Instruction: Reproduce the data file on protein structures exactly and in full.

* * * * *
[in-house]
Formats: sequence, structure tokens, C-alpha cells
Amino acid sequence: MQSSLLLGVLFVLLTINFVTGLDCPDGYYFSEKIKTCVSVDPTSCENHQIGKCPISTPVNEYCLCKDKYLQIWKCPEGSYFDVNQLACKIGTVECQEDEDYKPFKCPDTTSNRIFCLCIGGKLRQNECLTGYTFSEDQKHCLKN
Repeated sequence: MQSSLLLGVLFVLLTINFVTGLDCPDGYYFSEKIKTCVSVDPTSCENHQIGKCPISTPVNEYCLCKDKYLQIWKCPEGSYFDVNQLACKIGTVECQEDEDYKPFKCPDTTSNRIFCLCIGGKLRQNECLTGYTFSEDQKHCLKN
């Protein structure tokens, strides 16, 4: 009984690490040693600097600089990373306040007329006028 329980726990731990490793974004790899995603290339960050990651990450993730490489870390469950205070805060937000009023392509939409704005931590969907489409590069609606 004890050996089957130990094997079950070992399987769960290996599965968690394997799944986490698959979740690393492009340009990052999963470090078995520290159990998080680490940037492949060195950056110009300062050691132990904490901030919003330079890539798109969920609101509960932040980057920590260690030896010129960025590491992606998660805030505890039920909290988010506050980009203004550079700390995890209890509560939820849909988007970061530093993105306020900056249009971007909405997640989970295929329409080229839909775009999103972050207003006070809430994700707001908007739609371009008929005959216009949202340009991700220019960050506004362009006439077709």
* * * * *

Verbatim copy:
[in-house]
Formats: sequence, structure tokens, C-alpha cells
Amino acid sequence: MQSSLLLGVLFVLLTINFVTGLDCPDGYYFSEKIKTCVSVDPTSCENHQIGKCPISTPVNEYCLCKDKYLQIWKCPEGSYFDVNQLACKIGTVECQEDEDYKPFKCPDTTSNRIFCLCIGGKLRQNECLTGYTFSEDQKHCLKN
Repeated sequence: MQSSLLLGVLFVLLTINFVTGLDCPDGYYFSEKIKTCVSVDPTSCENHQIGKCPISTPVNEYCLCKDKYLQIWKCPEGSYFDVNQLACKIGTVECQEDEDYKPFKCPDTTSNRIFCLCIGGKLRQNECLTGYTFSEDQKHCLKN
């Protein structure tokens, strides 16, 4: 009984690490040693600097600089990373306040007329006028 329980726990731990490793974004790899995603290339960050990651990450993730490489870390469950205070805060937000009023392509939409704005931590969907489409590069609606 004890050996089957130990094997079950070992399987769960290996599965968690394997799944986490698959979740690393492009340009990052999963470090078995520290159990998080680490940037492949060195950056110009300062050691132990904490901030919003330079890539798109969920609101509960932040980057920590260690030896010129960025590491992606998660805030505890039920909290988010506050980009203004550079700390995890209890509560939820849909988007970061530093993105306020900056249009971007909405997640989970295929329409080229839909775009999103972050207003006070809430994700707001908007739609371009008929005959216009949202340009991700220019960050506004362009006439077709």